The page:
St Andrews "Road" hole a roaring success, says R&A
ST ANDREWS, Scotland
ST ANDREWS, Scotland (Reuters) - The 17th 'Road' hole at St Andrews lived up to its billing as the 'toughest par-four in championship golf' with organizers backing the decision to add an extra 40 yards to the challenge.
Much of the drama of the 150th anniversary British Open was played out on the 495-yard hole which provided the most difficult test of the week with a stroke average of 4.66.
"I think the 17th tee has been a great success, in terms of stiffening the test of that hole," Peter Dawson, chief executive of the Royal and Ancient organizers, told a news conference on Monday.
"I said at the beginning of the week we were hoping the road (at the back of the green) might come more back into play and by gosh it did. The player comment by and large has been very positive."
Former Open champion Sandy Lyle hit one drive on to the roof of the Old Course Hotel while Spain's Miguel Angel Jimenez had the crowds purring on Saturday night with an audacious chip punched deliberately against the back wall by the road, arcing the ball back over his shoulder and on to the putting surface.
It had not been an unqualified success though, with Dawson saying he thought the rough to the left of the fairway had been allowed to become too deep.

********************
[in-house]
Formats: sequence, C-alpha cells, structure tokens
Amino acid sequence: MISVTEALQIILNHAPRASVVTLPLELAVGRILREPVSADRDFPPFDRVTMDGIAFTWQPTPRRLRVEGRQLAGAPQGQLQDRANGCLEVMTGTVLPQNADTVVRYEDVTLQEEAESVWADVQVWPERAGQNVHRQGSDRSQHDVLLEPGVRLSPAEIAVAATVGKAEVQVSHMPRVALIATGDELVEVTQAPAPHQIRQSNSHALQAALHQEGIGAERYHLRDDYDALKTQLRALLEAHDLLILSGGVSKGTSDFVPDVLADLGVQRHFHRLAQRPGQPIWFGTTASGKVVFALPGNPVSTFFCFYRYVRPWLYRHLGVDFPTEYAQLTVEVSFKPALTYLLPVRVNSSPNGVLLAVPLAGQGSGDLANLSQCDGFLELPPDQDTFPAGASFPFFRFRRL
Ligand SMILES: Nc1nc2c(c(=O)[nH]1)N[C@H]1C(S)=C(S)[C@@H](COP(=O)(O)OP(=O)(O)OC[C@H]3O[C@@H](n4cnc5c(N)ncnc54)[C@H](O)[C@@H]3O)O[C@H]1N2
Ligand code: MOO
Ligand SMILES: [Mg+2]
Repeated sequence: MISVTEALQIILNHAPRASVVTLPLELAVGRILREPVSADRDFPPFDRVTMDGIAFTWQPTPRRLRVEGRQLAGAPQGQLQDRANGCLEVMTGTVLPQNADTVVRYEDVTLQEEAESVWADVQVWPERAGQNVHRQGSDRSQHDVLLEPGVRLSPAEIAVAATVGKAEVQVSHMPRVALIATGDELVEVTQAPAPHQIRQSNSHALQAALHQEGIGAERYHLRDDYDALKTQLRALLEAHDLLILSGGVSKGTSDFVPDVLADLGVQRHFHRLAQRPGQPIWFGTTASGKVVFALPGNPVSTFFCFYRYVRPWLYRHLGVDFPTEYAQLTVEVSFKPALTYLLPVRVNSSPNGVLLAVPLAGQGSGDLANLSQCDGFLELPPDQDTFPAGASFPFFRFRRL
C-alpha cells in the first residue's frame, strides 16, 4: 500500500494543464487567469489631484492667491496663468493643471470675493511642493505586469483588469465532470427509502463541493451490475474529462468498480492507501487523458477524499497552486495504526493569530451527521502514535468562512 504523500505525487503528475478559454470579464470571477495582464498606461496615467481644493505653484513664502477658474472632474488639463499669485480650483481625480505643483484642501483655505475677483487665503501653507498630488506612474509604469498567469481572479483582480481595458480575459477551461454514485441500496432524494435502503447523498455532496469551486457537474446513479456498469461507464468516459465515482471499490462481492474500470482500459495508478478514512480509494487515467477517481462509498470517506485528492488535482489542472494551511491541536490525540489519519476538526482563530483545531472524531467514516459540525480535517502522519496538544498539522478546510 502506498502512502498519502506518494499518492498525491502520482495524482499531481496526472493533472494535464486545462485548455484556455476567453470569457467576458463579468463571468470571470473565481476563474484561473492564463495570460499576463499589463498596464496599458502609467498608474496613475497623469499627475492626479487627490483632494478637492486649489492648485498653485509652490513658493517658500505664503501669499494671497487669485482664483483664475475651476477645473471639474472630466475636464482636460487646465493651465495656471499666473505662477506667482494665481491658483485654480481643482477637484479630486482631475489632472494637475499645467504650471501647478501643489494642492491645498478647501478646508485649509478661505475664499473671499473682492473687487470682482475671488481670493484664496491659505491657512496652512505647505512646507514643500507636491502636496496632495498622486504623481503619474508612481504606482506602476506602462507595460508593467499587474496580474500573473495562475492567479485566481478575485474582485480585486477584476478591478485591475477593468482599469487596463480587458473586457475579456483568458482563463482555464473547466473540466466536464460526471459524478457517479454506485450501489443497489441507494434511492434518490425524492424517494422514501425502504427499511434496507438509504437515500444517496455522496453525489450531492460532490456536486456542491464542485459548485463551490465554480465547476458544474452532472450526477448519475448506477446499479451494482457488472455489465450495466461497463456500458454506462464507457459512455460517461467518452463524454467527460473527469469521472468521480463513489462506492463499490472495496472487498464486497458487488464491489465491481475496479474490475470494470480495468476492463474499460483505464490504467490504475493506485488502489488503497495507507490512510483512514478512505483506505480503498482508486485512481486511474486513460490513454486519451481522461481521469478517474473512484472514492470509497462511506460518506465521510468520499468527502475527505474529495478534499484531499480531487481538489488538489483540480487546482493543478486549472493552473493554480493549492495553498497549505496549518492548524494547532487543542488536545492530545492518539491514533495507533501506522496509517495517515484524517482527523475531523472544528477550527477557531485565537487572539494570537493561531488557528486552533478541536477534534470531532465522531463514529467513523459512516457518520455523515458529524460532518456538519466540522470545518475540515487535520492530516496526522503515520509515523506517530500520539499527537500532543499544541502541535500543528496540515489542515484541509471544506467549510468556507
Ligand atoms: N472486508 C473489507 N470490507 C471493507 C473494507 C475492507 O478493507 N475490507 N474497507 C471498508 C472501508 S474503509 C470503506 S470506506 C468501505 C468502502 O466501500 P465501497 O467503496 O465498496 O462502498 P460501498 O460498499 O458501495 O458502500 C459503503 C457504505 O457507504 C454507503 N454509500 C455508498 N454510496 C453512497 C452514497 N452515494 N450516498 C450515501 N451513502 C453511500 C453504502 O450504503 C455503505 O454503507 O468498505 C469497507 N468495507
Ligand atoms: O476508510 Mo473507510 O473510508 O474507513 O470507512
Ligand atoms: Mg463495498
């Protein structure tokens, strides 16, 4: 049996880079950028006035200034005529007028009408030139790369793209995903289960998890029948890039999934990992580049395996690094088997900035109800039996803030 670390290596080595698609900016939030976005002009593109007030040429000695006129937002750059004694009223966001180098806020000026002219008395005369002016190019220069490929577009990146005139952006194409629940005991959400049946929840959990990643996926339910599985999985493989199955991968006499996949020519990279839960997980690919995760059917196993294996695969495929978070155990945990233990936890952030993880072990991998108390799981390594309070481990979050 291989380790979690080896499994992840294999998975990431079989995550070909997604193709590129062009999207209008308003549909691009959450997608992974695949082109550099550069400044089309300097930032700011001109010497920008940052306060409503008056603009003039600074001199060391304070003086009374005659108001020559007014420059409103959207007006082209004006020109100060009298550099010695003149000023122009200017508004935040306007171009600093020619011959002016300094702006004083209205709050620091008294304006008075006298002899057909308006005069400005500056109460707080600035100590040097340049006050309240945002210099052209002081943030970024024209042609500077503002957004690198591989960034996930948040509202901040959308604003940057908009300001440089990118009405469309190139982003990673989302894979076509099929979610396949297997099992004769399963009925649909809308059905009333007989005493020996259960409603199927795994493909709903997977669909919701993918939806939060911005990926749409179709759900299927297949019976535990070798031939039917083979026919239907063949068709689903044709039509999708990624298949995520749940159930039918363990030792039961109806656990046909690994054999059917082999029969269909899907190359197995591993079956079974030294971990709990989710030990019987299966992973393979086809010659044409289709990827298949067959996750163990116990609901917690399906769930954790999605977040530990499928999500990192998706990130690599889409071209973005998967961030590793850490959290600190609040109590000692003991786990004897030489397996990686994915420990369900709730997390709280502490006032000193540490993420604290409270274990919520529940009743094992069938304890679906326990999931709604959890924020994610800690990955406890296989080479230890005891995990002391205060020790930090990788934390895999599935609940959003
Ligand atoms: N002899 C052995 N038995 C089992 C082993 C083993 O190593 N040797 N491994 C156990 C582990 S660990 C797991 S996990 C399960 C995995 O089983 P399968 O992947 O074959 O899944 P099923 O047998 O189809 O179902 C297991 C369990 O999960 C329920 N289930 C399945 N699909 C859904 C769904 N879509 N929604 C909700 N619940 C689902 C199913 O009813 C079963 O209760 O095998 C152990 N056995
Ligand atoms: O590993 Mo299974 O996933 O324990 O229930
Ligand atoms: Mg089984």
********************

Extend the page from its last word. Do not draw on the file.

"I do agree with (Northern Ireland's) Graeme (McDowell) about the rough," Dawson said.
He spoke as workmen dismantled the huge scaffolding supporting the scoreboard and stands, and as club golfers teed off on the first hole just yards from the 18th green where on Sunday Louis Oosthuizen secured his crushing seven-stroke Open victory.
"I would have liked it a little bit thinner but it grew very rapidly in the weeks before the championship having been pretty much how we wanted it two or three weeks ago," Dawson said.
He said enough was enough though and there was no plan to make it an even sterner test when the Open returns to St Andrews, probably in 2015.
"I think we could go back lots of yards but I don't think that would be appropriate. We have no even embryonic plans for lengthening the course any further."
(Editing by Tony Jimenez)
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